(14/06/14) Aegina is a gorgeous little island, about an hour by ferry from Athens. It seemed only right that my first trip to Greece should see me go to an island or so, and considering how late I woke up, Aegina was pretty much my only option left for the day. Far from a regrettable one, however!
Leaving Aegina port from the ferry, I headed straight along the waterfront, as I could see some kind of open-air archaeological museum. I did accidentally take a wrong turn (ie refused to walk on the clearly signed path as usual), so wound up having to climb a small cliff and jump over a fence, but hey. Results, right?
Aegina, and Greece in general, really surprised me. I remember when studying Thucydides and the Peloponnesian Wars, our teacher drilled in to us over and over again that Greek terrain is inhospitable, rocky and spiny. Thus the sheer profusion of wildflowers pretty much had me gob-smacked. They were stunning!
I went for a wander around the ruins and mini-museum. Stopping to take a photo of an old column, I couldn’t help but think that the view from the mountains in the background wouldn’t be too bad. You can probably imagine what happened next.
Not knowing where I was going (other than ‘up’), I set off. I bypassed Aegina town, overheating rather rapidly as I started climbing past vineyards to the somewhat obtrusive soundtrack of guys beeping me from their motorbikes. It’s probably also worth mentioning that I was wearing knee-high lined winter boots, because hey, practicality.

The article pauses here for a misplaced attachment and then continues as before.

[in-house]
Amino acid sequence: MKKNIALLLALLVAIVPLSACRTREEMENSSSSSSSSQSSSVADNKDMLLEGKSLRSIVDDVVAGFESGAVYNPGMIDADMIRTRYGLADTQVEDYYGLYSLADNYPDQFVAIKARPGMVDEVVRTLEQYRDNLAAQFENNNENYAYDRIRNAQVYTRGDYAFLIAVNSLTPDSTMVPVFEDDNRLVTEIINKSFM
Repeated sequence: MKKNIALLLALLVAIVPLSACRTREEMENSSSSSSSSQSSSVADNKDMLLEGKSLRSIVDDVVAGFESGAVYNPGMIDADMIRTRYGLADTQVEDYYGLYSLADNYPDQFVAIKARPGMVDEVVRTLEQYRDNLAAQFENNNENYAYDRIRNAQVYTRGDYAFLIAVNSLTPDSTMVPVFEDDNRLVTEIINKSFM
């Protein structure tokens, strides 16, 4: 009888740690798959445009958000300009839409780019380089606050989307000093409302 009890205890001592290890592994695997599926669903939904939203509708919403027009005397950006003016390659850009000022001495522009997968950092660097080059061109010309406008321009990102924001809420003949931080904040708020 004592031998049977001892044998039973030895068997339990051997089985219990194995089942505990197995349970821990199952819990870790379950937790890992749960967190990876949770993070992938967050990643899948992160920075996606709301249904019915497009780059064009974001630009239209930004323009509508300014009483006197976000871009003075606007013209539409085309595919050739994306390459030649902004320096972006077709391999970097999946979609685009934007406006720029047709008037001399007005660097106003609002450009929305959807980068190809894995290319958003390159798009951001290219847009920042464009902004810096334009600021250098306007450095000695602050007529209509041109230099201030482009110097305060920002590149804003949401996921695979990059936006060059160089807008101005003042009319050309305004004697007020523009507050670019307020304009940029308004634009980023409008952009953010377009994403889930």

After an hour or so of slow but unvarying uphill, the landscape started to open somewhat. I was following a road winding up through the mountains, and the flower-covered slopes were almost able to distract me from my thoughts of ‘is this impulsive or idiotic?’.
I stopped for a little while by a tiny village with a spectacular church, and hung out in a field of flowers. Some goats then appeared, scaring the heck out of me. It took me a little while to convince myself that goats didn’t eat people, and I probably wasn’t about to die a grisly goat-based death. Then it was off up the road once more.
I’d gone well past the original peaks by this point, and was looking for a way to get up to the ridge-line properly. Walking up the switch-back road, which was littered with shrines and flowers (deja vu?), I finally found what I was looking for. At the top of the hill, I stopped to check out a little church—an omnipresent feature of the Greek landscape. I then saw a small path leading to a church further up, and finally in the direction I actually wanted to head in.
By this time I’d unzipped my boots down to my ankles, and was making some fairly distinctive thwack-thwack noises as I was walking. No ninja skills here! After the second little church, I walked past a few very scenically-placed graves, and then the track ended. Time to improvise!
I followed goat trails for the first little bit. I made a couple of stops for photos (also, to stave off the seemingly inevitable heat exhaustion), then aspied myself a very tempting-looking rock. ‘Oooh!’ I thought to myself. ‘I should take photos from there‘. Face palm.
I got closer to the gigantic boulder, which was around 10m high and perched on the very edge of a cliff dropping down a few hundred feet, only to find that it was actually split in half. I couldn’t see any way to get on top, so decided that this would be an appropriate time to do some free-climbing. I tied my camera into my top, zipped my boots up once more, and set myself to climbing up the channel between the two boulders.